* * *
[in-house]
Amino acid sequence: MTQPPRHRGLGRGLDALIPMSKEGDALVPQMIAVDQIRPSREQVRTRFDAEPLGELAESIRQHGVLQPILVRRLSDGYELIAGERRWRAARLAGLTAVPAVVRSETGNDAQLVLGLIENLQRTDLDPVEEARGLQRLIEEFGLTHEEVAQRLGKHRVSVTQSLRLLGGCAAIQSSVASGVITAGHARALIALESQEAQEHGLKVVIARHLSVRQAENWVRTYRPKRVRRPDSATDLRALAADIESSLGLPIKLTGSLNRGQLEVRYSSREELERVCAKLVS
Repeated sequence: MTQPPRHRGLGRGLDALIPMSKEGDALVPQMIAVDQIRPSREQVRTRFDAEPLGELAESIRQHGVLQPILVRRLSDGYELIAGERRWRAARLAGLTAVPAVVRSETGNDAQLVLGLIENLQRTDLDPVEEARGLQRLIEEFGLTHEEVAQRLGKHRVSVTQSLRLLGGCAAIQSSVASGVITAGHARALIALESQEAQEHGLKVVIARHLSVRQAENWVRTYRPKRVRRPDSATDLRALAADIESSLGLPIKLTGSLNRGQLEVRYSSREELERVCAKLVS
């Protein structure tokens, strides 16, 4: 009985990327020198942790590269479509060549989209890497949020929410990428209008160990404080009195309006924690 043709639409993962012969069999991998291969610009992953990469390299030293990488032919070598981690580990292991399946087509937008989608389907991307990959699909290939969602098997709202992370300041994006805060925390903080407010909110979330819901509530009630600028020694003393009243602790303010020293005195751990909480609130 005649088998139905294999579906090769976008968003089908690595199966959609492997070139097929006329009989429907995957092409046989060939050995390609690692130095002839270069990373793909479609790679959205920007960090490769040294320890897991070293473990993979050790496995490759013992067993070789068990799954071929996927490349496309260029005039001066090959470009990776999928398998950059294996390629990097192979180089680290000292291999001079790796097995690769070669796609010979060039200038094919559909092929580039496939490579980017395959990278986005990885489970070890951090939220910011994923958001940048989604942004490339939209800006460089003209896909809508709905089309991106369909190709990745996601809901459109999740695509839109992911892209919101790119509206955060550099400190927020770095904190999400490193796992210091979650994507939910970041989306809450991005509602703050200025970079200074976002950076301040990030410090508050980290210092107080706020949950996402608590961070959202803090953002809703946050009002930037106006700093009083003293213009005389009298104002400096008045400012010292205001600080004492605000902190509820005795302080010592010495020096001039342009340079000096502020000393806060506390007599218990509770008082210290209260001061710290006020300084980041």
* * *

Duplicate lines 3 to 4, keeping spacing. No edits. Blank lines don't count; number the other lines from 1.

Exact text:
Repeated sequence: MTQPPRHRGLGRGLDALIPMSKEGDALVPQMIAVDQIRPSREQVRTRFDAEPLGELAESIRQHGVLQPILVRRLSDGYELIAGERRWRAARLAGLTAVPAVVRSETGNDAQLVLGLIENLQRTDLDPVEEARGLQRLIEEFGLTHEEVAQRLGKHRVSVTQSLRLLGGCAAIQSSVASGVITAGHARALIALESQEAQEHGLKVVIARHLSVRQAENWVRTYRPKRVRRPDSATDLRALAADIESSLGLPIKLTGSLNRGQLEVRYSSREELERVCAKLVS
């Protein structure tokens, strides 16, 4: 009985990327020198942790590269479509060549989209890497949020929410990428209008160990404080009195309006924690 043709639409993962012969069999991998291969610009992953990469390299030293990488032919070598981690580990292991399946087509937008989608389907991307990959699909290939969602098997709202992370300041994006805060925390903080407010909110979330819901509530009630600028020694003393009243602790303010020293005195751990909480609130 005649088998139905294999579906090769976008968003089908690595199966959609492997070139097929006329009989429907995957092409046989060939050995390609690692130095002839270069990373793909479609790679959205920007960090490769040294320890897991070293473990993979050790496995490759013992067993070789068990799954071929996927490349496309260029005039001066090959470009990776999928398998950059294996390629990097192979180089680290000292291999001079790796097995690769070669796609010979060039200038094919559909092929580039496939490579980017395959990278986005990885489970070890951090939220910011994923958001940048989604942004490339939209800006460089003209896909809508709905089309991106369909190709990745996601809901459109999740695509839109992911892209919101790119509206955060550099400190927020770095904190999400490193796992210091979650994507939910970041989306809450991005509602703050200025970079200074976002950076301040990030410090508050980290210092107080706020949950996402608590961070959202803090953002809703946050009002930037106006700093009083003293213009005389009298104002400096008045400012010292205001600080004492605000902190509820005795302080010592010495020096001039342009340079000096502020000393806060506390007599218990509770008082210290209260001061710290006020300084980041």